He was busy making posters when I came in this morning. In fact, he was so busy that he didn’t notice me. I could hear him muttering as he carefully lettered the words, “We won’t take it anymore. Heck no.” His shape was incongruous, somewhere between a golfer and a migrant worker.
“Power to the protesters,” he said, adding a period to a protesting sentence and looking up. “Big Dope,” he said, “just the person I wanted to see.”
I walked to the nearest chair and sat, saying nothing.
“I need your help,” he said. “You need to help me stage a protest.”
“Yeah,” he said, “a protest. Maybe we’ll seize a building somewhere.”
“So what, exactly, are you going to protest?”
“That’s where I need your help,” he said.
“What do you recommend we protest?”
This stunned me. “Do you mean,” I said, “that you are planning a protest and you don’t know what it is you’re going to protest?”
“I’m full of rage,” he said. “I just have to protest something.”
This time he stopped to think. “What about all those terrible things they say about aliens?”
“I don’t think they are talking about aliens like you.”
“You know,” I said, “the regular kind. Say, what about civil rights? That’s always good for a protest.”
“Hell no,” he said. “They turn dogs loose on your for that.”
“I don’t think they have done that for a while.”
“Well,” he said, “you never know when they might start back.” Then he brightened. “How about Husbands’ Rights? That’s something that needs attention.”
“Yeah. We could march against Mrs. Big Dope and her friends.”
“Count me out,” I said.
“As one of your country’s founders said, ‘A right not protected is a right forfeited.’”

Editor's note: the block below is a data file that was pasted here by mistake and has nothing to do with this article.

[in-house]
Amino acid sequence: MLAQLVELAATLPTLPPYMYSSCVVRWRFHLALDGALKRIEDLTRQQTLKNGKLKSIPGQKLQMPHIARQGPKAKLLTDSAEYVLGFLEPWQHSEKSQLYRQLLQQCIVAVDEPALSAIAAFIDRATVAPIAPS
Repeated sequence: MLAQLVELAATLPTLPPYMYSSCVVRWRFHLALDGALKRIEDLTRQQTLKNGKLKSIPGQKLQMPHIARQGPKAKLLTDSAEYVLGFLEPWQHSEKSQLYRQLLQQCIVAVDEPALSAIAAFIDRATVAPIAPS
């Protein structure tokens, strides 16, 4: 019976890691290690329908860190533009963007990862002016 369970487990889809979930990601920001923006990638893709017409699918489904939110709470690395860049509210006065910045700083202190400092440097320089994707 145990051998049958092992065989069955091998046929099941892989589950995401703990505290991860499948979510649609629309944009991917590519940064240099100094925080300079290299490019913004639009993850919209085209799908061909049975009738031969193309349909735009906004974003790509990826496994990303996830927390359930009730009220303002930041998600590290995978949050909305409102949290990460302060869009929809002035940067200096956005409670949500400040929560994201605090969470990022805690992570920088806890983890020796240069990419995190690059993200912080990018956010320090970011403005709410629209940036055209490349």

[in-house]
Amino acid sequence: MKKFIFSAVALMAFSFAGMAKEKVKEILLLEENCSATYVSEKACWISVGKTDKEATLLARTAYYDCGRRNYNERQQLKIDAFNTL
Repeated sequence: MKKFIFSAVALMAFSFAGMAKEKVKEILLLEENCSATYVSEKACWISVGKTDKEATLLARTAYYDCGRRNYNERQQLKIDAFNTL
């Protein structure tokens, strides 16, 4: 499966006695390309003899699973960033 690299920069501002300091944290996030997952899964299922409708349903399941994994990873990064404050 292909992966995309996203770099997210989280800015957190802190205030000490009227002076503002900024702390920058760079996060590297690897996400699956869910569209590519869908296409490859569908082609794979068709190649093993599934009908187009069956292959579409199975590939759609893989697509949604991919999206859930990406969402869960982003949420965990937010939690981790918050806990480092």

“Which founder said that?”
“I don’t know. One of them probably did. Anyway, we can catch the women coming out of the supermarket and surround them with our signs and posters. Then we’ll take over the fabric store. Come on,” he said, grabbing a brush and turning to a poster. “Help me.”
“You are on your own,” I said. “But I do hope you will have plenty of help.”
“God hates hags,” he said, as he began to paint the letters.
“Uh, C.W.” I said, “you have had some bad ideas in your life but this is the absolute worst.”
He ignored me and grabbed another poster. He looked away and thought for a moment, then began to paint, muttering as he did so. “Male lives matter.”
“Give me a break,” I said. “This is ridiculous.”
“Great causes call for great courage,” he said. “That’s what one of your famous statesmen said.”
|Think of the money to be made|
selling supplies for generic protests.
Is this a great country or what? - C.W.
“I don’t remember. Maybe Robert E. Lee.”
“Maybe we need to have a long talk,” I said.
“Don’t bother me now,” he said. Then he grabbed another poster and began to write, “No piece. No pea…”
“C.W.,” I said, yelling it. He hadn’t heard the car arriving or the voices growing near.
“It’s my wife and her friends,” I said as the door opened.
He glanced up. He quickly swept up the posters and thrust them into my arms. “I’ve told you a dozen times,” he said. “This is a monstrously stupid idea. I’m telling your wife.”
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